28. Hill WG (1981) Estimation of effective population size from data on linkage disequilibrium. Gene Res 38:229–239Google Scholar
  29. King TL, Kalinowski ST, Schill WB, Spidle AP, Lubinski BA (2001) Population structure of Atlantic salmon (Salmo Salar L.): a range-wide perspective from microsatellite DNA variation. Mol Ecol 10:807–821PubMedCrossRefGoogle Scholar
  30. LeClair LL, Phelps SR, Tynan TJ (1999) Little gene flow from a hatchery strain of chum salmon to local wild populations. N Am J Fish Manage 19:530–535CrossRefGoogle Scholar
  31. Lewis PO, Zaykin D (2001) Genetic data analysis: computer program for the analysis of allelic data, v1.1 (d16c). Program distributed by authors over the internet from
  32. Manel S, Schwartz MK, Luikart G, Taberlet P (2003) Landscape genetics: combining landscape ecology and population genetics. Trends Ecol Evol 18:189–197CrossRefGoogle Scholar
  33. McConnell SK, Hamilton L, Morris D et al (1995) Isolation of salmonid microsatellite loci and their application to population genetics of Canadian east coast stocks of Atlantic salmon. Aquaculture 137:19–30CrossRefGoogle Scholar
  34. Moran P, Pendas AM, Garcia-Vazquez E, Izquierdo JT, Rutherford DT (1994) Electrophoresis assessment of the contribution of transplanted Scottish Atlantic salmon (Salmo salar) to the Esva River (Northern Spain). Can J Fish Aquat Sci 51:248–252CrossRefGoogle Scholar
  35. Morris DB, Richard KR, Wright JM (1996) Microsatellites from rainbow trout (Oncorhynchus mykiss) and their use for genetic studies of salmonids. Can J Fish Aquat Sci 53:120– 126CrossRefGoogle Scholar
  36. Moyle PB (2002) Inland fishes of California. University of California Press, LondonGoogle Scholar
  37. Nei M, Maruyama T, Charkraborty R (1975) The bottleneck effect and genetic variability in populations. Evolution 29:1–10CrossRefGoogle Scholar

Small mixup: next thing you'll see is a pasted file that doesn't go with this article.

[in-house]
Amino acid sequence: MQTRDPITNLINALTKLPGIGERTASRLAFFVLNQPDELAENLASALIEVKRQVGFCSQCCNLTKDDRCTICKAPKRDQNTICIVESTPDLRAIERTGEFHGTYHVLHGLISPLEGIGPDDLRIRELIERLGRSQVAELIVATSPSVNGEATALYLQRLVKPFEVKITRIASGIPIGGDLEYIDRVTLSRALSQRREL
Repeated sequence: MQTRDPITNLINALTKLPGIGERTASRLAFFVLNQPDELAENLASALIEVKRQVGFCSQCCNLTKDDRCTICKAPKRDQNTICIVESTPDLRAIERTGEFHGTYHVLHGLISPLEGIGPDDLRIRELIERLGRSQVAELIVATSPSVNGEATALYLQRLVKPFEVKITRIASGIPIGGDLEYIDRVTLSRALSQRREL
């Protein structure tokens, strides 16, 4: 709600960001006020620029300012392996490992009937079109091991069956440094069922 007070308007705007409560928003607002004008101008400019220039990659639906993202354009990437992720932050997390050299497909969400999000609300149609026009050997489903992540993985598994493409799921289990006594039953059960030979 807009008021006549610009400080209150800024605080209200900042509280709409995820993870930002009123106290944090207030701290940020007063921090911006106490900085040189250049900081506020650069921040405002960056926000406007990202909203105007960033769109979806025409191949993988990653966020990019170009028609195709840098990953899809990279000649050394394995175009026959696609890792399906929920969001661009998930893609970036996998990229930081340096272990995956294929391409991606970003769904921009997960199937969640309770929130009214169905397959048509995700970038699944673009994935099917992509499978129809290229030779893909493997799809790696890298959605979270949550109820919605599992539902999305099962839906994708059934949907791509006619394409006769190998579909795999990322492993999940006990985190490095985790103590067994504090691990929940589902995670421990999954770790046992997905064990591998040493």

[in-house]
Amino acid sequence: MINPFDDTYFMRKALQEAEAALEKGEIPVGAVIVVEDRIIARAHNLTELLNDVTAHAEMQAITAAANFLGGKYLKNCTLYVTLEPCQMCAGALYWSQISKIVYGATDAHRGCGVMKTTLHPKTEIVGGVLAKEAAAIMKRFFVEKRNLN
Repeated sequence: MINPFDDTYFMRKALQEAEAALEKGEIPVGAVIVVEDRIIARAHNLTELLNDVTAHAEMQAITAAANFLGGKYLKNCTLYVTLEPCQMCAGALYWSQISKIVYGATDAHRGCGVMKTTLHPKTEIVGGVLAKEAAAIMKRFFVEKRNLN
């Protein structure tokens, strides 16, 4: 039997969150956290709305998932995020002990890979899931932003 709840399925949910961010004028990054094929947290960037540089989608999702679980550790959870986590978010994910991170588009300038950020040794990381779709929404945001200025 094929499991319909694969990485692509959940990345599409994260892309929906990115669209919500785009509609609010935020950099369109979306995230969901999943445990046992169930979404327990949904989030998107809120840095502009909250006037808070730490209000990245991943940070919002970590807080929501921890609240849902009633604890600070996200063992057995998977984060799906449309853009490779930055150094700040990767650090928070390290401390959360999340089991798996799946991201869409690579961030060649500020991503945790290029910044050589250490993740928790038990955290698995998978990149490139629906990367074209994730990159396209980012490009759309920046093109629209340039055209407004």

38. Neraas LP, Spruell P (2001) Fragmentation of riverine systems: the genetic effects of dams on bull trout (Salvelinus confluentus) in the Clark Fork River system. Mol Ecol 10:1153–1164PubMedCrossRefGoogle Scholar
  39. Nielsen JL, Fountain MC, Wright JM (1997) Biogeographic analysis of Pacific trout (Oncorhynchus mykiss) in California and Mexico based on mitochondrial DNA and nuclear microsatellites. In: Kocher TD, Stepien CA (eds) Molecular systematics of fishes. Academic Press, London, pp 53–73Google Scholar
  40. Northcote TG (1969) Patterns and mechanisms in lake-ward migratory behavior of juvenile trout. In: Northcote TG (ed) Symposium on salmon and trout streams. Institute of Fisheries, The University of British Columbia, Vancouver, pp 183–203Google Scholar
  41. Olsen JB, Miller SJ, Spearman WJ, Wenburg JK (2003) Patterns of intra- and inter-population genetic diversity in Alaskan coho salmon: implications for conservation. Conserv Genet 4:557–569CrossRefGoogle Scholar
  42. O’Reilly PT, Hamilton LC, McConnell SK, Wright JM (1996) Rapid detection of genetic variation in Atlantic salmon (Salmo salar) by PCR multiplexing of dinucleotide and tetranucleotide microsatellites. Can J Fish Aquat Sci 53:2292–2298CrossRefGoogle Scholar
  43. Page RDM (1996) TREEVIEW: an application to display phylogenetic trees on personal computers. Comp Appl Biosci 12:357–358PubMedGoogle Scholar
  44. Palti Y, Fincham MR, Rexroad CE (2002) Characterization of 38 polymorphic microsatellite markers for rainbow trout (Oncorhynchus mykiss). Mol Ecol Notes 2:449–452CrossRefGoogle Scholar
  45. Poissant J, Knight TW, Ferguson MM (2005) Nonequilibrium conditions following landscape rearrangement: the relative contribution of past and current hydrological landscapes on the genetic structure of a stream-dwelling fish. Mol Ecol 14:1321–1331CrossRefGoogle Scholar
  46. Pudovkin AI, Zaykin DV, Hedgecock D (1996) On the potential for estimating the effective number of breeders from heterozygote-excess in progeny. Genetics 144:383–387PubMedGoogle Scholar
  47. Quinn TP (1993) A review of homing and straying of wild and hatchery-produced salmon. Fish Res 18:29–44CrossRefGoogle Scholar